Emotions & Feelings • Humor • School

Grades 3–5


ABOUT THIS AUTHOR

Here’s the thing about Katy Kelly: If you look at Lucy Rose’s life and then look at Katy’s, you’ll see that in some ways they’re very similar. Katy grew up on Capitol Hill and had a dog named Gumbo. Her parents are very much like Madam and Pop . . . and she’s an original thinker, at least according to her dad. Now working as a writer, Katy Kelly has worked as a reporter for People magazine, a feature writer for the Life section of USA Today, and was a senior editor at US News & World Report. She comes from a family of writers. Katy’s mom, Marguerite Kelly, is the author of The Mother’s Almanac and the syndicated column, The Family Almanac. Her father, Tom, wrote for the long-gone Washington Daily News and her brother, Michael, was a syndicated columnist and the editor of the Atlantic Monthly. Her sister, Meg Kelly, is an Emmy Award-winning television writer. Katy, her husband, and their daughters, Emily and Marguerite, now live in Washington, D.C.

SUGGESTED ACTIVITIES

PRE-READING ACTIVITY
Let students know that Lucy Rose has just moved and lead a class discussion. Have you ever had to move? What do you think are the most difficult things about moving away? Is there any way to make it easier on new kids in your neighborhood and school?

COMPREHENSION
Encourage students to complete these activities as they read:
• List five things that you think are most important to know about Lucy Rose.
• Create a character map with these parts: family, friends, description, what she says, what she does. At the end of each chapter add more to the chart and then discuss it with a partner.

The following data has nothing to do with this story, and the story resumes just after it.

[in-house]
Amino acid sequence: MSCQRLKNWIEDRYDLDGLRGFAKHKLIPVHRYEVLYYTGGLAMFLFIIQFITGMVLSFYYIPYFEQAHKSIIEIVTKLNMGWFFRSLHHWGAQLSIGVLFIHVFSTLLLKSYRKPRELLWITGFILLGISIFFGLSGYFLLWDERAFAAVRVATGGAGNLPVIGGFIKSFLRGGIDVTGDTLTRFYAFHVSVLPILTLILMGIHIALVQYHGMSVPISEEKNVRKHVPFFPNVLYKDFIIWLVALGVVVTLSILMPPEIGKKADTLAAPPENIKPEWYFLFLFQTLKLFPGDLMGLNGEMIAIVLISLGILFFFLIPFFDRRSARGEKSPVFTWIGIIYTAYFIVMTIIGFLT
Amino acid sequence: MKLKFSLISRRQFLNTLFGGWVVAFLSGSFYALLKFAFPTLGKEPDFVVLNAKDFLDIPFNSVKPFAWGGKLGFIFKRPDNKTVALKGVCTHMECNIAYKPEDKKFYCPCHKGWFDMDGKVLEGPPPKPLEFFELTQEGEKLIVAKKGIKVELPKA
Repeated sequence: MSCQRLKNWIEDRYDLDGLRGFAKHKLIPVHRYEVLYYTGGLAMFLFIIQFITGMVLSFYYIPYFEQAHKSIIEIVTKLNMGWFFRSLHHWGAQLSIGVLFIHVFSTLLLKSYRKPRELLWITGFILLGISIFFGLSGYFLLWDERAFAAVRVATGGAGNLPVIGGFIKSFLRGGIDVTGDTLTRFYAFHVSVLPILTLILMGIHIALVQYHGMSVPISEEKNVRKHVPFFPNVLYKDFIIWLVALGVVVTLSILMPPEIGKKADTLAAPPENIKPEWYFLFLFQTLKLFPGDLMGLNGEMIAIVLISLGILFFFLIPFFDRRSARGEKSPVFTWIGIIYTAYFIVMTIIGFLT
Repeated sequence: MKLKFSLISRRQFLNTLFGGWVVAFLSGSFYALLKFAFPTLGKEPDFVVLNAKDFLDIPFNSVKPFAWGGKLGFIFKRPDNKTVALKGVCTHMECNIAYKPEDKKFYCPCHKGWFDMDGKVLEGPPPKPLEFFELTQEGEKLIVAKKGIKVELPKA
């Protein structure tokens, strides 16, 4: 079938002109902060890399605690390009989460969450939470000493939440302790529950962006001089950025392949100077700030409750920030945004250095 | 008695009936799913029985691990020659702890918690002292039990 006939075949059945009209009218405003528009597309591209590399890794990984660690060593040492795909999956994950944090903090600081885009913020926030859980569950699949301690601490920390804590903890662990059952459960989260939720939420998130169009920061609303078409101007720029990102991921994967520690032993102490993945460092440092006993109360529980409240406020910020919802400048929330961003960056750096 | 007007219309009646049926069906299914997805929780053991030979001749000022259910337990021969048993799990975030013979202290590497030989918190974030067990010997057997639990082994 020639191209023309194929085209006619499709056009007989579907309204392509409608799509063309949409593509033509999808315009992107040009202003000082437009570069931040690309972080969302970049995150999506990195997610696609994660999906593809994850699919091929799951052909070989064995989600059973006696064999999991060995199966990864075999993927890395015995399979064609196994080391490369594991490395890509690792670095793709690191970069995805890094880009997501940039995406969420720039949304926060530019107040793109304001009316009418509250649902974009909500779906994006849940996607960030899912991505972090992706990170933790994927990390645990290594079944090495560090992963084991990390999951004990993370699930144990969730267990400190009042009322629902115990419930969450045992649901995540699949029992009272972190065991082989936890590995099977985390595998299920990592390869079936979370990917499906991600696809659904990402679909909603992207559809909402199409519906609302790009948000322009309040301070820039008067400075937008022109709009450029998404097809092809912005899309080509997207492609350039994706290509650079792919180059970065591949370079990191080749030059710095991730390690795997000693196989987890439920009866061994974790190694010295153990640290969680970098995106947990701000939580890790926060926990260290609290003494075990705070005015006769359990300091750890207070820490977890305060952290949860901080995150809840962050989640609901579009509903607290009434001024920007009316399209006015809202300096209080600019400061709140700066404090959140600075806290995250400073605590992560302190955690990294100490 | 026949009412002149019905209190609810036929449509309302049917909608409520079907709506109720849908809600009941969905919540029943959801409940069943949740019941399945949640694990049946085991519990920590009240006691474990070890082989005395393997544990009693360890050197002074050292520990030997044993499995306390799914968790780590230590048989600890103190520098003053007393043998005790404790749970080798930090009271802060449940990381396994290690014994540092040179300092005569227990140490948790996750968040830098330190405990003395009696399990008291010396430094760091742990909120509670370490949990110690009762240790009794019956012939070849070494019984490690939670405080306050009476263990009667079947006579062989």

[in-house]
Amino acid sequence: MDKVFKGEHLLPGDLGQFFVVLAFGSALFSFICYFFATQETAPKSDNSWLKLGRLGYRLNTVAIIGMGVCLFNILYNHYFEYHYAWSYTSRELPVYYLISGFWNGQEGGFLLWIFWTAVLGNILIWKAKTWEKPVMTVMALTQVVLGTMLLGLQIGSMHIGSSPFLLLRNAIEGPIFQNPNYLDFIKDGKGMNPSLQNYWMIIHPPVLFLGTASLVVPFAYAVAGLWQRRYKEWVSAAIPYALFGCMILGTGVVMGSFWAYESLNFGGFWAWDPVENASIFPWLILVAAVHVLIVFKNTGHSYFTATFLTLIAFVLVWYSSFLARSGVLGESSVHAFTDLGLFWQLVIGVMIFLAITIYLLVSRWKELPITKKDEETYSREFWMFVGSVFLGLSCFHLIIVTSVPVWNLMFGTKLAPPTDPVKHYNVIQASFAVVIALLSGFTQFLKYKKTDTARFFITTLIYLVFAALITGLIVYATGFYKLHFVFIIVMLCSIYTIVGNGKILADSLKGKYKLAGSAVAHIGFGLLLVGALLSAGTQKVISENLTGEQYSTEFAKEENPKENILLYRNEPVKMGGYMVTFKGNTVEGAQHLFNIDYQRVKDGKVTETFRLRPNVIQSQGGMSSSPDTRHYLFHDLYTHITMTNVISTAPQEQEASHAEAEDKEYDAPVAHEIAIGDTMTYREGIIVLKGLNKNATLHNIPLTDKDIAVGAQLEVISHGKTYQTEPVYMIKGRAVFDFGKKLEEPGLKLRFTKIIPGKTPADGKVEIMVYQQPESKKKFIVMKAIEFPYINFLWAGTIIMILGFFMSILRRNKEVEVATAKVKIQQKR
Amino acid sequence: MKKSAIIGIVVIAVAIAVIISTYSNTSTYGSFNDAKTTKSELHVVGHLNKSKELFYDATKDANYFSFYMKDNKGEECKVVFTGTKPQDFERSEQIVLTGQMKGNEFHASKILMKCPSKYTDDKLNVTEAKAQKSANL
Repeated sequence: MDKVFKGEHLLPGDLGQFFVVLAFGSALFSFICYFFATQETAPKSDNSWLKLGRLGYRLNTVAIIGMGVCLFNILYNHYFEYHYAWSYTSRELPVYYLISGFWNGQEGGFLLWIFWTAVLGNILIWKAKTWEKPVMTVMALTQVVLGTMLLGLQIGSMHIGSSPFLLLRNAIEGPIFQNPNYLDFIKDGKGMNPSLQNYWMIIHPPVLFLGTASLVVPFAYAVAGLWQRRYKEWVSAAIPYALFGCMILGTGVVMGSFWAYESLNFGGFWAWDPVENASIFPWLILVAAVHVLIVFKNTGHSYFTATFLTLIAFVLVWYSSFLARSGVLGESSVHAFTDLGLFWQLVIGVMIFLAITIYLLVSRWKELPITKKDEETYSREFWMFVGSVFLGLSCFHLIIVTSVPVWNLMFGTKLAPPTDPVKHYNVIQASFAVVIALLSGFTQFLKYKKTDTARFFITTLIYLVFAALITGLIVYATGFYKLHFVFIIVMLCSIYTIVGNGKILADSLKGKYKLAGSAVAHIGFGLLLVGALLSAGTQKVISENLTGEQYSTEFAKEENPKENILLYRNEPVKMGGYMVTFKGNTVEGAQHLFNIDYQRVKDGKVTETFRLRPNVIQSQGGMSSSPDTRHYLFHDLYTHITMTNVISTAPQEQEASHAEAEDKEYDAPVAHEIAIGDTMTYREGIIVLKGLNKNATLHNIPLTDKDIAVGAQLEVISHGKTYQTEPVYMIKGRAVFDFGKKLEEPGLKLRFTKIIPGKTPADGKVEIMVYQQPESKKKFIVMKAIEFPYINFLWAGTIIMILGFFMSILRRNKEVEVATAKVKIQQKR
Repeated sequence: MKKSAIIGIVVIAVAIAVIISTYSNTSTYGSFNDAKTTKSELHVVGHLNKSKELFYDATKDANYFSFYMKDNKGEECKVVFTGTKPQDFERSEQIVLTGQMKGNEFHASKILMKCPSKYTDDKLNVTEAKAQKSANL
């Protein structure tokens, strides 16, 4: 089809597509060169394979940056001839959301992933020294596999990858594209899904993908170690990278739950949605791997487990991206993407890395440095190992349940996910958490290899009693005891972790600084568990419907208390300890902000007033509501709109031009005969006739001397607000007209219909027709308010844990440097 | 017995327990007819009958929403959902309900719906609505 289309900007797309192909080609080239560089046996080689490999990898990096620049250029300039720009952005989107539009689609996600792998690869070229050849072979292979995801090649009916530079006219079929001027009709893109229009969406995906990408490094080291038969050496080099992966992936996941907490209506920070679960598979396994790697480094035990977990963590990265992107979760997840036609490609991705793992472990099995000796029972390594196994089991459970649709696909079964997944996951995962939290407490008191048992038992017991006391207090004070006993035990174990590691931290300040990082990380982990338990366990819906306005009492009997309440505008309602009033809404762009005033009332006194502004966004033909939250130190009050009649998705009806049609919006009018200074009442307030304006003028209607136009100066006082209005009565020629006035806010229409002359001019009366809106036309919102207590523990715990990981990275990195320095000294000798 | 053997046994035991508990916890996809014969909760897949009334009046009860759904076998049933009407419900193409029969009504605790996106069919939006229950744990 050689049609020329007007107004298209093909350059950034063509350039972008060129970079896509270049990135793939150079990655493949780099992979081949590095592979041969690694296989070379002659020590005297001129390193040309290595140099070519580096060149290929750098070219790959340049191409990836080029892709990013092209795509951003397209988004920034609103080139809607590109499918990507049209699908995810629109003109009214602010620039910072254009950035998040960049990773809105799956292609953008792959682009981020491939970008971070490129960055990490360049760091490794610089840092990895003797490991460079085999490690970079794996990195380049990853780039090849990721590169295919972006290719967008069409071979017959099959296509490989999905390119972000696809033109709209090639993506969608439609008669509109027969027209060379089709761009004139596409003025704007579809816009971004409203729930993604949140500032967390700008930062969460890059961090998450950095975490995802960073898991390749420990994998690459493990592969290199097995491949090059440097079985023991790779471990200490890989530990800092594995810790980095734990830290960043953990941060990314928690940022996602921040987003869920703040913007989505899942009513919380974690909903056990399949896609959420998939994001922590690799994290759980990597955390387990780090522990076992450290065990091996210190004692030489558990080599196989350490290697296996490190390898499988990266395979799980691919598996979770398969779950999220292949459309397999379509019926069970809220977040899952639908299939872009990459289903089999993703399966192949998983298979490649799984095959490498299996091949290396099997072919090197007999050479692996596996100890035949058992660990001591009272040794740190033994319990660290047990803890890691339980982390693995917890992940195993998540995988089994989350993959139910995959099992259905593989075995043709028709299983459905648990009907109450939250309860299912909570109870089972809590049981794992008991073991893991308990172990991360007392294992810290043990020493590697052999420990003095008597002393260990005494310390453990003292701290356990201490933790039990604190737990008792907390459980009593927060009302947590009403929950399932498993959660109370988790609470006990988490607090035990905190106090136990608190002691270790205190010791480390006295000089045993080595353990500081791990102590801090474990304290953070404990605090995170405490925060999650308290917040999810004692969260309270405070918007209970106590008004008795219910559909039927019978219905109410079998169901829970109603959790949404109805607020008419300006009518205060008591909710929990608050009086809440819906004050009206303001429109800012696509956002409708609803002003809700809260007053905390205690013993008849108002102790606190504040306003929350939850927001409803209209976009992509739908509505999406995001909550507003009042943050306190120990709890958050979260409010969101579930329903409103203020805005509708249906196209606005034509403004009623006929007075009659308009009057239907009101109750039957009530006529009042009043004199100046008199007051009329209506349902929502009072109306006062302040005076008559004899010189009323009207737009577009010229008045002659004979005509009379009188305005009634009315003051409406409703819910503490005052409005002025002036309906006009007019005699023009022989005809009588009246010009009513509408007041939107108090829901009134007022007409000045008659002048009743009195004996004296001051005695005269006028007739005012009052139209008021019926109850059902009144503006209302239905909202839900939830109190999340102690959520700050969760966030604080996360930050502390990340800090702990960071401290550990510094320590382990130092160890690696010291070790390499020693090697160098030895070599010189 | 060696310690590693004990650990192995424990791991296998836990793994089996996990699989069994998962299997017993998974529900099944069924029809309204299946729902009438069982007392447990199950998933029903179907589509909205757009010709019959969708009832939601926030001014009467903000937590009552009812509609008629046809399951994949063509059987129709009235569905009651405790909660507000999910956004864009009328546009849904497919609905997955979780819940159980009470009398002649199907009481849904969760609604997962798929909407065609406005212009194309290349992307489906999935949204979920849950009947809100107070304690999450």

• Write a letter to a friend (or to your teacher) about the story. Would you like to be friends with Lucy Rose?

POST-READING ACTIVITIES
• Have students brainstorm a list of things Lucy Rose learns during her first year in Washington, D.C. Make a list of things they’ve learned this year at school, too.
• Lucy Rose writes e-mails and letters to her dad and grandmother. Instruct the class to write an e-mail or letter to someone in their family about Lucy Rose or some other topic that is important to them.

BEYOND THE BOOK

ASK KATY KELLY
Do your students have questions for the author about her writing and characters? Have them e-mail her at AskKatyKelly@gmail.com today!

OTHER TITLES OF INTEREST

Lucy Rose: Big on Plans
Yearling
PB: 978-0-440-42027-9
Delacorte Press
HC: 978-0-385-73204-8
GLB: 978-0-385-90235-9
CD: 978-0-307-20713-3

Lucy Rose: Busy Like You Can't Believe
Yearling
PB: 978-0-440-42108-5
Delacorte Press
HC: 978-0-385-73319-9
GLB: 978-0-385-90338-7

Lucy Rose: Working Myself to Pieces & Bits
Yearling
PB: 978-0-440-42186-3
Delacorte Press
HC: 978-0-385-73408-0
GLB: 978-0-385-90425-4

Melonhead
Delacorte Press
HC: 978-0-385-73409-7
GLB: 978-0-385-90426-1